• Increased dwell times: role play tests, commissioned by the Government in 2007, detailed longer stationary times for trams compared to the Metcard system, because of touch on and off delays, when boarding and disembarking. However this was resolved by removing the touch off requirement on trams when Myki was made available on trams in 2009.[90]
  • Potential for a higher fare charge if a user forgets to touch off: the final cost of a trip, after which the user has not touched off (deliberately or accidentally), may be higher than the best fare. For regional town buses the default fare may be as much as a two-zone fare.[91] The default fare for Melbourne Metropolitan Train trips is a '2 Hour Zone 1+2' fare,[92] unless touching on a tram which results in a '2 Hour Zone 1' fare.
  • Disability Access: Disability groups claimed that several elements of the Myki program would be problematic for users with a disability (particularly those who are in wheelchairs, have cognitive problems or who lack dexterity) due to the placement of several pieces of equipment.[93][94] On low-floor trams, validators have been installed at various heights to cater for this. The state government has introduced a Free Access Travel Pass for users who are unable to use Myki ticketing equipment.[95]
  • Faulty cards: A number of Myki cards have had to be recalled.[citation needed] About 23 tertiary student Mykis failed to activate.[citation needed]
  • A number of Mykis were sent to deceased war veterans, and to war veterans who were eligible for free travel.[96]
  • Rules covering faulty cards: The Transport Ticketing Authority originally stated that passengers who had a faulty Myki card would need to buy a short-term ticket or buy a replacement Myki card if they wanted to travel. This replicated the rule for faulty Metcards.[97] However short-term tickets have not been introduced on the system, users are now able to go to a premium or staffed trainstation to have their faulty Mykis replaced on the spot.
  • The online top-up system: Users reported that money paid via the Myki website was taking a long time to appear in users accounts, or was not appearing at all.[98][99]
  • Auto top-up failure problem: Originally, when the auto top-up feature of Myki failed due to a payment problem, the card was blocked and had to be mailed to Myki to be reactivated. This has since been changed. The auto top-up request is removed from the card, and the original top up amount is reversed from the Myki.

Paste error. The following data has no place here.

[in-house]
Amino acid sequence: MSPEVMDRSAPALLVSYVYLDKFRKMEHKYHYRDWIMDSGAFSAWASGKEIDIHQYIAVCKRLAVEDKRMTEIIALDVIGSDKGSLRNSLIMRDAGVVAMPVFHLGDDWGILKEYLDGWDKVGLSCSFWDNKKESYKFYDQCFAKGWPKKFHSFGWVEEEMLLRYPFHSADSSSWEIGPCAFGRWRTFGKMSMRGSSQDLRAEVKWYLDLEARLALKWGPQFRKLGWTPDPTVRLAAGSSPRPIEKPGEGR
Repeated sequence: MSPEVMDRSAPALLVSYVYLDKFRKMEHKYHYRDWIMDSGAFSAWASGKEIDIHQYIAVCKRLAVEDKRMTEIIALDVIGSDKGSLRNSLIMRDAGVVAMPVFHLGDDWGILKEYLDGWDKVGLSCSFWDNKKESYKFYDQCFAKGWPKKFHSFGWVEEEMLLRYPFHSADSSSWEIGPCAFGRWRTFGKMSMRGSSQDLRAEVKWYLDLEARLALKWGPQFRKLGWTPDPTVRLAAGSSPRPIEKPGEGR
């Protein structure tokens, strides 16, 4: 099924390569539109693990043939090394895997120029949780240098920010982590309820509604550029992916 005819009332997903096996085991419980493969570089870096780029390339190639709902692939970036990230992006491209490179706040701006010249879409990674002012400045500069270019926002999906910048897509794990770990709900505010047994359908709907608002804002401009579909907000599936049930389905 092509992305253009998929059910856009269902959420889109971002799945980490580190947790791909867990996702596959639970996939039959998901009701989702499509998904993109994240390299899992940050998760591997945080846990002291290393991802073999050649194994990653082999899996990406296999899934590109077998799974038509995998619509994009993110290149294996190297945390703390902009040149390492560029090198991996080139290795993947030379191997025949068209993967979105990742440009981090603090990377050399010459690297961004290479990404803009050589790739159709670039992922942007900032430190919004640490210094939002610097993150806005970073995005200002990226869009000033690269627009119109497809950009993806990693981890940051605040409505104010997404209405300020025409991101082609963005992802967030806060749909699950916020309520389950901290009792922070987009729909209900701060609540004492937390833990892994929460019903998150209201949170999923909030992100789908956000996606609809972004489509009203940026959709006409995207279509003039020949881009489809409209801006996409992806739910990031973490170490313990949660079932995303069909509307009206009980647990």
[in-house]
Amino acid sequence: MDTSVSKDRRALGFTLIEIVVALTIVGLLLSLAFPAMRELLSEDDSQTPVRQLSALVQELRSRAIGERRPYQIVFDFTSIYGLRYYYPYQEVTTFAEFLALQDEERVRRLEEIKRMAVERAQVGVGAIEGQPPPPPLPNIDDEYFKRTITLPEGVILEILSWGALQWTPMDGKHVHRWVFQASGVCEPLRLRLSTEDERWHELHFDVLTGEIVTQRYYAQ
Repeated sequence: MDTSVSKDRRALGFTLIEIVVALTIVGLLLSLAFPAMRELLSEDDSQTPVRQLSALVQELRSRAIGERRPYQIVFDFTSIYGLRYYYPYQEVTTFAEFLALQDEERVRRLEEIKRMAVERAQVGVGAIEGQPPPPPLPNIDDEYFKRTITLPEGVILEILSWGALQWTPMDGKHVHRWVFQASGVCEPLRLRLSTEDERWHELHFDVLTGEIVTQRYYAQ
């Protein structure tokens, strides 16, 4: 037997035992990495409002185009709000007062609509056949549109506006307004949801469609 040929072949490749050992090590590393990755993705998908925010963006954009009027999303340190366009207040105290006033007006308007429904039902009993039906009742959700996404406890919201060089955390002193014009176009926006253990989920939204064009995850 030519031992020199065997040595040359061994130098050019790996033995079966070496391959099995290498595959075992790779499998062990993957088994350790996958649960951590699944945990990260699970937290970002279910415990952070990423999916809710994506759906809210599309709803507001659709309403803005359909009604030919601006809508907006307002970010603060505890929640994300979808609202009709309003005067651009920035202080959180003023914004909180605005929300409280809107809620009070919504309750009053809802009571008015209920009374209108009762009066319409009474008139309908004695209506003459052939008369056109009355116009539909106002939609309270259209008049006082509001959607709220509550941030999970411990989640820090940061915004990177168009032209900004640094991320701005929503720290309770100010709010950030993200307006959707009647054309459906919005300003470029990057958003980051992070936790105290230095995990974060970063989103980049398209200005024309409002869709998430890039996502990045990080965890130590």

• Ticket vending machines receipt issuing: Topping up a Myki using EFTPOS or credit card displays a screen asking the user if they would like a receipt to be printed. If "no" is selected, an EFT transaction record is printed anyway, which did contain the credit card user's full name, expiry date and 9 of 16 credit card digits. This has since been changed to show only the last four digits of the credit card, the expiry date and card holder's name are no longer printed.
  • Vandalism: There have been widespread reports of damage to Myki equipment—with up to 60% of machines being targeted by vandals.[100] Damage to display screens on fare payment devices and card vending machines has been caused by heavy objects being used to smash them, often rendering the displays unusable. The most common form of vandalism is through marker pens obscuring screen elements and off-screen instructions or by scratching the screens with sharp objects.[101][102] In mid 2013 it was reported that Myki machines at some railway stations had been broken into, using portable power tools, in order to raid their cash boxes.[103] While Myki readers will often still work despite surface vandalism, passengers might not be able to read the information displayed on the reader's screen.
  • Hundreds of Victorians found problems with the accuracy of their Myki bills by using the site[104][105] That site has reported that errors were found in over a third of the 2700 statements that were checked on their site.[106] In October 2011, 13% of the statements submitted to the site showed overcharges.
  • On 11 June 2015 a Melbourne commuter found that they owed MYKI A$2,684,350 erroneously, while trying to load more funds onto their card.[107]

See also[edit]


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  2. ^ "Nostalgia validated as myki steams over tickets to ride". Melbourne: Retrieved 2015-06-13.